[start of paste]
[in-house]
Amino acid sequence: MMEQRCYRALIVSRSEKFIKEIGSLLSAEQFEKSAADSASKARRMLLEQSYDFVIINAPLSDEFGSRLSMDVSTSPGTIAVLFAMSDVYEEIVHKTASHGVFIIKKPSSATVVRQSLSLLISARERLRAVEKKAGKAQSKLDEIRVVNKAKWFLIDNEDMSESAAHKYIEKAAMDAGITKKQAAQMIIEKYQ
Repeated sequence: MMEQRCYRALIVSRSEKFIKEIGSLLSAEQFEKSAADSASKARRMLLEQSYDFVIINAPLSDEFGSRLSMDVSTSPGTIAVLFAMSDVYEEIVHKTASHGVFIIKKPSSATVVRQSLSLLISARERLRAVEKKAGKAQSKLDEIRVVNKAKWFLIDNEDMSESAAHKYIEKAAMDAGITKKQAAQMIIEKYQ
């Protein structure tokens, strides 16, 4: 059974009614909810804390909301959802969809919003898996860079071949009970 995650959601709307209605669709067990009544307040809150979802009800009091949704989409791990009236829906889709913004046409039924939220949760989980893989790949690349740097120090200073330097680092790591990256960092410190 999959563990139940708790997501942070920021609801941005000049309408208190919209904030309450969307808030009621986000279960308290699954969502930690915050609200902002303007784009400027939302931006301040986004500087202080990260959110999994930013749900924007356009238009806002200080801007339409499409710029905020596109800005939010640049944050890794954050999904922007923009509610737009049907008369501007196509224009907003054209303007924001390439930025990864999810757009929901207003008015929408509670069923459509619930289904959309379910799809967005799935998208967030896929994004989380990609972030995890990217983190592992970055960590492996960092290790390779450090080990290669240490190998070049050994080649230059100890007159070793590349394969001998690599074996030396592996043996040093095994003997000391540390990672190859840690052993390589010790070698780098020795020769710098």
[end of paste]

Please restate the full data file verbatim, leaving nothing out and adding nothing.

[in-house]
Amino acid sequence: MMEQRCYRALIVSRSEKFIKEIGSLLSAEQFEKSAADSASKARRMLLEQSYDFVIINAPLSDEFGSRLSMDVSTSPGTIAVLFAMSDVYEEIVHKTASHGVFIIKKPSSATVVRQSLSLLISARERLRAVEKKAGKAQSKLDEIRVVNKAKWFLIDNEDMSESAAHKYIEKAAMDAGITKKQAAQMIIEKYQ
Repeated sequence: MMEQRCYRALIVSRSEKFIKEIGSLLSAEQFEKSAADSASKARRMLLEQSYDFVIINAPLSDEFGSRLSMDVSTSPGTIAVLFAMSDVYEEIVHKTASHGVFIIKKPSSATVVRQSLSLLISARERLRAVEKKAGKAQSKLDEIRVVNKAKWFLIDNEDMSESAAHKYIEKAAMDAGITKKQAAQMIIEKYQ
């Protein structure tokens, strides 16, 4: 059974009614909810804390909301959802969809919003898996860079071949009970 995650959601709307209605669709067990009544307040809150979802009800009091949704989409791990009236829906889709913004046409039924939220949760989980893989790949690349740097120090200073330097680092790591990256960092410190 999959563990139940708790997501942070920021609801941005000049309408208190919209904030309450969307808030009621986000279960308290699954969502930690915050609200902002303007784009400027939302931006301040986004500087202080990260959110999994930013749900924007356009238009806002200080801007339409499409710029905020596109800005939010640049944050890794954050999904922007923009509610737009049907008369501007196509224009907003054209303007924001390439930025990864999810757009929901207003008015929408509670069923459509619930289904959309379910799809967005799935998208967030896929994004989380990609972030995890990217983190592992970055960590492996960092290790390779450090080990290669240490190998070049050994080649230059100890007159070793590349394969001998690599074996030396592996043996040093095994003997000391540390990672190859840690052993390589010790070698780098020795020769710098």